How Local Authorities can encourage citizen participation in energy transitions

By Dr Sioned Haf, Bangor University, Cymru | Wales


During this time in which countries across the European continent and beyond are affected by the impact of the Covid-19 virus, it is noteworthy that so many citizens have shown their ability, resilience and willingness to work collectively in caring for their communities. From voluntary food and medical prescription deliveries through to donations, campaigns and even creative collaborations – citizens have proven once again their capacity for compassion. They have also proved themselves to be extraordinarily innovative in finding ways to deliver services that bolster and support their communities in a way that addresses their specific and localised needs.

Although these positive activities are occurring under unfortunate and tragic circumstances for many, it demonstrates how society could and should work, virus or no virus. Losing sight of the proven ability of citizens to be participative actors within a society, would be a great loss. From an energy perspective, and particularly in relation to Local Authorities, this potential should be recognised and captured for future projects in order to address an even bigger world crisis that faces humanity, that of climate change.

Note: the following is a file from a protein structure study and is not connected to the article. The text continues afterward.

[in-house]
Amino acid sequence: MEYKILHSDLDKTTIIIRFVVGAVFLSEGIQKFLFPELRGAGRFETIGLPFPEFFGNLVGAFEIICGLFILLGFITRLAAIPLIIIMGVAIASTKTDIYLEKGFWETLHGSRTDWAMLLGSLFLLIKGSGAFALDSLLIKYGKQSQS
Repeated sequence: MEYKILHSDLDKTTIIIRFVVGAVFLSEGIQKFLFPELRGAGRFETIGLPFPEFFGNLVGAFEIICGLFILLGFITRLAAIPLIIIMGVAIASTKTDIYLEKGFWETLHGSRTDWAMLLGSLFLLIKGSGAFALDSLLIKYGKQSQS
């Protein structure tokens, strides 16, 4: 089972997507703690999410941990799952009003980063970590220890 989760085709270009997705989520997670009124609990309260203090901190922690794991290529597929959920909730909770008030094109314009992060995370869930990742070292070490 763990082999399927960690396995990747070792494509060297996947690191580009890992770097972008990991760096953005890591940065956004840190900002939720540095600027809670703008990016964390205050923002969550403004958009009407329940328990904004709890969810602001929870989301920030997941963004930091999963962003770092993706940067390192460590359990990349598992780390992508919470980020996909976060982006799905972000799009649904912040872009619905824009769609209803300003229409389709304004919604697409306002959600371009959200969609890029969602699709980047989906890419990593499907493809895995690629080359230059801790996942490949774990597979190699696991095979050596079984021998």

This report, written during a secondment with Energy Cities as a part of the Energy-PIECES project developed by the Global Sustainability Institute at Anglia Ruskin University, reflects upon how Local Authorities and municipalities across Europe can support and facilitate the involvement of their citizens in energy system developments, as we transition towards low carbon societies. Citizen and community involvement has already been recognised through the EU’s Clean Energy Package and should therefore influence more Local Authorities to work in tandem with their citizens on energy issues.

The paper gives several recommendations as to how Local Authorities could introduce new governance models to encourage citizen participation in energy transitions. These include adopting more open and inclusive structural procedures that allow for the input of citizens. There is also a need for Local Authorities to actively seek out and support citizen led energy projects whose members could also participate in forming collaborative energy measures. Creative and participative measures can also allow citizens to connect related topics, such as mobility, health and how to create resilient, sustainable local economies.  

If this current crisis has shown us anything, it is the proven ability of citizens, as well as governance bodies, to cooperate in times of emergency. By recognising the need for a more participative approach to energy transition measures, a similar response to the climate emergency, with similar levels of cooperation could help to develop energy answers for the future.